United Kingdom franchise media: What soap?

UK journalists are still a lapdog when it comes to franchising.

Whenever I read the regurgitated franchisor press releases routed through the Kiwi-based Franchise-Chat.com, I want to retch. You seldom see such drivel ever making it past any self-respecting business editor in North America.

  • Kudos to the Oz and NZ rodeo clowns for wising your media to the International Brotherhood of FWW-FIBS [Franchisor Wankers Waiting for Franchise Investors to Bend down for the Soap]

A good example is the breathlessly titled: Flourishing franchises buck trend that was published by Adam Aiken at the Eastern Daily Press.

These “facts” are given to us by Natwest Bank and the British Franchise Association survey while some consultant [read: salesman] named Roy Seaman of Franchise Development Services says:

  • only 5% of franchises fail when
  • 65% of non-franchised small businesses fail.

Bullshit. Bullshit. And then more bullshit.

Please find below my very restrained email to Mr. Adam Aiken, Deputy Business Editor.

No response yet but I promise to report back, if they bother to wake up.

Date: Wed, 6 Aug 2008 21:30:13 -0400 (EDT)
From: “Les Stewart” <xxx.com>
Subject: Flourishing franchises buck trend
To: “Adam Aiken” <adam.aiken@archant.co.uk>


I would question the credibility of the survivability of franchised versus non-franchised businesses. The North American franchise industry was well-known for bragging of such lower risks than independent businesses but was subsequently proven dead wrong by academics such as Timothy Bates, Gillian K. Hadfield and Scott Shane.

Knowledgeable scholars who study franchising issues routinely express contempt for the failure rate statistics publicized by franchisors. Francine Lafontaine, for example, states ‘one of the major selling points of franchising to franchisees over the years has been the statistics vehiculated by the trade press on the very low failure rates of franchised businesses compared to independent operations. These statistics never had real scientific basis’ (p. 14, 1994). Such criticism does not deter the industry.

Survival Patterns among Franchisee and Nonfranchised firms started in 1986 and 1987, U.S. Department of Commerce, p. 6.

The information that is in article, in my opinion, is seriously misleading to potential small business investors. I suspect an Australian site [BakersDelightLies.com] is more representative of UK investors’ experience rather than one-sided franchisor-only hyperbole.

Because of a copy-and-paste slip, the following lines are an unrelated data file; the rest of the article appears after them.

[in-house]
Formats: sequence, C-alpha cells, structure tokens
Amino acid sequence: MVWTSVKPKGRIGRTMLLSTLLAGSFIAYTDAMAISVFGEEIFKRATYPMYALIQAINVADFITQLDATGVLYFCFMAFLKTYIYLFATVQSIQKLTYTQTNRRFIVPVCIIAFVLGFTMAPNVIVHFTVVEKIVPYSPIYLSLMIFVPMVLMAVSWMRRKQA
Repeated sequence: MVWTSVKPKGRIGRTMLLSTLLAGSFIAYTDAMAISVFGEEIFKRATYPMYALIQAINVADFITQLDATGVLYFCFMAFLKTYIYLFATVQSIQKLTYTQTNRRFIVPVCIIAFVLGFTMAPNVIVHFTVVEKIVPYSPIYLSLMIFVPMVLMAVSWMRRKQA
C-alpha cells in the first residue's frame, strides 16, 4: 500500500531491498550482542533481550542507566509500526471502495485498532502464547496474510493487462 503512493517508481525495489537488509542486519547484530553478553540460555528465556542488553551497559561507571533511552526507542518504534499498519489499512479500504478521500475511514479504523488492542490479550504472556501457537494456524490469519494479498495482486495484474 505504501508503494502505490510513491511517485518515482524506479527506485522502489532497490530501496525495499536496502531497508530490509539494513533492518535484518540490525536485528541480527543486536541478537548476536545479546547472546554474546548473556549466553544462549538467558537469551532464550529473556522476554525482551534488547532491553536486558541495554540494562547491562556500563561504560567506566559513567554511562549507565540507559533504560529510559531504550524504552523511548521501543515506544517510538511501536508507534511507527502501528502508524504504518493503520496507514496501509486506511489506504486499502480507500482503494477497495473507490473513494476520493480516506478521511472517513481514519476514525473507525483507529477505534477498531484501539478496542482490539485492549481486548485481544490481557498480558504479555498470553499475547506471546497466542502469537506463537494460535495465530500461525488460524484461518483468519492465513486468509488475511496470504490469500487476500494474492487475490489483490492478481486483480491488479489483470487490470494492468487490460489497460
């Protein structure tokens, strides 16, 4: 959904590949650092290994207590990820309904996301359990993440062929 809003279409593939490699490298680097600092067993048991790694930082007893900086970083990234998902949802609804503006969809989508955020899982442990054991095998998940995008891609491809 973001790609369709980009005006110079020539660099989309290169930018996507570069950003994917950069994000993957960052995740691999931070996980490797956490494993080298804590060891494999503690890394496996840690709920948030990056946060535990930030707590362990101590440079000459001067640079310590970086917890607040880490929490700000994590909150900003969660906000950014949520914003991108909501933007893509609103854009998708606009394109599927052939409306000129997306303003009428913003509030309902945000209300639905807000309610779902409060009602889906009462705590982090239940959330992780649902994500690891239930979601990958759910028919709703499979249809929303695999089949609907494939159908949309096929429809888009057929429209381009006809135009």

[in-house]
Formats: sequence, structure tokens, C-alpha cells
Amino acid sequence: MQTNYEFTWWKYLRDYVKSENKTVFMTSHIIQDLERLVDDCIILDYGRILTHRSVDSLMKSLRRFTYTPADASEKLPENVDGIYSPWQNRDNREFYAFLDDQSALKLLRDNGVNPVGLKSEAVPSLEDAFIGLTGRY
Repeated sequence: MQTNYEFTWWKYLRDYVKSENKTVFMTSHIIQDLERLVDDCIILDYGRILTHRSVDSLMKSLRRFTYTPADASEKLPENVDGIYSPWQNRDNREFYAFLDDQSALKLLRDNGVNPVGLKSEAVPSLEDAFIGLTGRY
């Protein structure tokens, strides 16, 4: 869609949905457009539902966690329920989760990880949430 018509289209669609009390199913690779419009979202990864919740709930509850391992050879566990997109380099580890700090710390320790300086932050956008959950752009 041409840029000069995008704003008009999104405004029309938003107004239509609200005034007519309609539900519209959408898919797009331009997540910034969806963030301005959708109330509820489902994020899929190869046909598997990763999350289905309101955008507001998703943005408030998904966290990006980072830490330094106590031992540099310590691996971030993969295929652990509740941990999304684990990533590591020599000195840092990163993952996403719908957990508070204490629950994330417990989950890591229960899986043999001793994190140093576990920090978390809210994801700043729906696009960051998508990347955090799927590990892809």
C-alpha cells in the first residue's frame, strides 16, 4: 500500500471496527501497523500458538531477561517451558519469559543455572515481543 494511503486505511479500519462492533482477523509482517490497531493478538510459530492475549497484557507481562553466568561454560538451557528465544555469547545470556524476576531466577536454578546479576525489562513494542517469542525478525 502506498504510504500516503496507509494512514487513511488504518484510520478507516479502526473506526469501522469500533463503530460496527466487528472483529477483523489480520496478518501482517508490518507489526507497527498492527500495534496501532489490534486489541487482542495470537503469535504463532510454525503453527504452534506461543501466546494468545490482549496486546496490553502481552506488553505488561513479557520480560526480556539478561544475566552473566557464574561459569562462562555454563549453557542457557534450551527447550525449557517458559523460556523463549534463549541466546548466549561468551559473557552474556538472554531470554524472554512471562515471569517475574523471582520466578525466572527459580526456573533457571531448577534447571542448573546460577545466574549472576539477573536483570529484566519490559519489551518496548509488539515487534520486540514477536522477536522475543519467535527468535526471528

If you’d like to take a look, I think my weblog and the U.S. Blue MauMau community provides a more independent view.

Les Stewart MBA
Midhurst, Canada


One Response to United Kingdom franchise media: What soap?

  1. Carol Cross says:

    Obviously, this irresponsible reporting and hyping of franchise success does the job that it is intended to do and nobody is held responsible because who really knows the real failure rate of franchiSEES?

    Franchisors are encouraged by government and the special interests in the status quo as a means of stimulating the economy. Franchisees are merely expendable resources of cheap labor and cheap “venture” capital for the the franchisors who don’t always fail when their franchisees fail if they can acquire the assets of the failed franchisee to continue in the service of the franchisors.

    Why is it that franchisors can sell their franchises without disclosing their prprietory UNIT historical performance statistics to new buyers? Why is it that the sellers of franchises have no obligation to the buyers of franchises to make full disclosure of the risks and rewards as known to the franchisors before the sale is completed?

    Why is it that irresponsible and untrue comments concerning the risk of franchising to the franchisees is never corrected by the reporters and the myths are perpetuated?


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